Author: Alexis Frasz
Media Type: Periodical (article)
Grantmakers in the Arts commissioned this survey of arts funders who are supporting environment-related work. Some of the funders are actively pursuing this cross-sector work, while others are just beginning to consider whether and how to do this.
Environmental consciousness and activism are grow-ing worldwide, sometimes arising from unlikely sources — Pope Francis issuing his recent encyclical on climate change, IKEA pledging to move toward 100 percent renewables, and Norway (a major oil-producing country) and the Rockefeller Brothers Fund (a philanthropy built on the success of Stan-dard Oil) deciding to divest from fossil fuels. People from across diverse sectors in society — religion, academia, business — are beginning to see both their responsibility for and their agency in address-ing climate change and environmental sustainability. Activist and author Naomi Klein has called climate change the world’s “meta issue” because it stands to impact every being and community on Earth. Whereas in previous decades, sustainability issues had been largely left to scientists and environmental-ists to solve, it is becoming clear that the complex and interconnected challenges we face today require all hands on deck.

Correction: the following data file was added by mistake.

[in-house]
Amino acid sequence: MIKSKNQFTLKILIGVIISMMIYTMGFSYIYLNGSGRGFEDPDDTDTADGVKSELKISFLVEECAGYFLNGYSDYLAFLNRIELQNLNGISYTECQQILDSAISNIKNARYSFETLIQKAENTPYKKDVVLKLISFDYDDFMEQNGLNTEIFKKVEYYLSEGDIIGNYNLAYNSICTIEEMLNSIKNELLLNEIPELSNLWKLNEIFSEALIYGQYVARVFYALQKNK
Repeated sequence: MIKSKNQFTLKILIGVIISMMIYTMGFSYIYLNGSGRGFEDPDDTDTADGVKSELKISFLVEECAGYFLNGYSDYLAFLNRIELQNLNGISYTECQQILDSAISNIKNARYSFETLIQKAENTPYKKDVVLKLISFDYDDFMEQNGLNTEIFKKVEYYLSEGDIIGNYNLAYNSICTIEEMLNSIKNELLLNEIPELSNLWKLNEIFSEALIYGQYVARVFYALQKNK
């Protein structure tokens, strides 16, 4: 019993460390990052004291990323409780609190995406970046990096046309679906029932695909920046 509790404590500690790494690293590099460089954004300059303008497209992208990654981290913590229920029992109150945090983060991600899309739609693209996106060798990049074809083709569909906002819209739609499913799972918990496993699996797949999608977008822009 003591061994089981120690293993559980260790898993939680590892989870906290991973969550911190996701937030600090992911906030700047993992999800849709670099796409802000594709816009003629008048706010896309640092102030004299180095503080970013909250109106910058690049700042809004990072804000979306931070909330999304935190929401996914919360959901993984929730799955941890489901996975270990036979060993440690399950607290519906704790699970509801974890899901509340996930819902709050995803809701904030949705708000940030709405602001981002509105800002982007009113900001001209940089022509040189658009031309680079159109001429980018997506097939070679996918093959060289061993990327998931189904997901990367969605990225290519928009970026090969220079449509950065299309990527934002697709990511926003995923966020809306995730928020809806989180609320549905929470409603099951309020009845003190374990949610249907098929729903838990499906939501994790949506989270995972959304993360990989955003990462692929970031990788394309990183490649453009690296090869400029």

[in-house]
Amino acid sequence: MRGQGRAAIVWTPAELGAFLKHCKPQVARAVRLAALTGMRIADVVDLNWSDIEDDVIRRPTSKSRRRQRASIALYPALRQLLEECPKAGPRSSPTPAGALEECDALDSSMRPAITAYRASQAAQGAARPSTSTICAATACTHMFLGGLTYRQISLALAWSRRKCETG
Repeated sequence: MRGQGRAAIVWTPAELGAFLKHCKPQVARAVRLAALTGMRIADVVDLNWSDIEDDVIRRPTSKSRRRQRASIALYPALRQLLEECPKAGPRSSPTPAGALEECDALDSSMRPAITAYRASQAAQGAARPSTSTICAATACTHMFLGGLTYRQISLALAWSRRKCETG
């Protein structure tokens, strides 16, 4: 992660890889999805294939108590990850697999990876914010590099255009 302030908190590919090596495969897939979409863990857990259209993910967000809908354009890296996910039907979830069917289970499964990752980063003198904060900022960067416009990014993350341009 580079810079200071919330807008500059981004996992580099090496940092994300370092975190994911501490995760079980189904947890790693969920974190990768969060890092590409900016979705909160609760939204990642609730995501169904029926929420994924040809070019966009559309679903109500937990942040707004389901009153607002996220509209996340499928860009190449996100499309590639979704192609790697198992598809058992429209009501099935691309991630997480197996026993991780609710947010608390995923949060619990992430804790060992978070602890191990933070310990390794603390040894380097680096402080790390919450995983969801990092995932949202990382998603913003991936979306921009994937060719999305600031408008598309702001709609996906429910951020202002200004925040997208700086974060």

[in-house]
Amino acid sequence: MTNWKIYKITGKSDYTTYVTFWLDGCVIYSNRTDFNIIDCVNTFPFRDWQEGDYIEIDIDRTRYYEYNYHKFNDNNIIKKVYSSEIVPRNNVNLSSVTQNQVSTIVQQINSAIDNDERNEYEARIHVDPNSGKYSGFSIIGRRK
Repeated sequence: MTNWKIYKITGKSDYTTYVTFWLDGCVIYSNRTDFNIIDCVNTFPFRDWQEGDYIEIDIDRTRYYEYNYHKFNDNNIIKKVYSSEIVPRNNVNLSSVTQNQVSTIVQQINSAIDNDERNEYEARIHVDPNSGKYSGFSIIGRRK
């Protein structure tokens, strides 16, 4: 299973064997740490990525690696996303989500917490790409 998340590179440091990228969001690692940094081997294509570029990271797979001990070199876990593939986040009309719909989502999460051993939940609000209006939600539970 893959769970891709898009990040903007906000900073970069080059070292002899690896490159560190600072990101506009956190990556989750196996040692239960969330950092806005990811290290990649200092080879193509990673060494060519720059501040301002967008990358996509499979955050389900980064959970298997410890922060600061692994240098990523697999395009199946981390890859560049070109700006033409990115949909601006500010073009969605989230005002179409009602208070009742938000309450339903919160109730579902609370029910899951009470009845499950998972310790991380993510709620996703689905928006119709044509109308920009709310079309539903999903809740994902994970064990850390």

Arts and culture have always been a part of impor-tant movements for change, and environmental sustainability is no exception. Increasing numbers of artists and arts organizations are engaging with environmental issues, and a growing number of arts funders are thinking about and seeing this kind of work as both artistically valid and socially relevant. To explore this growing area of interest in our field, GIA commissioned Helicon Collaborative to con-duct a scan of arts funders who are supporting environment-related work. By highlighting funders’ practices in this area, GIA hopes to spark a broader conversation in the arts funding sector and explore its own potential role in this realm. [p. 2]
Arts & Intersections: Environment
Categories: Environment and Sustainability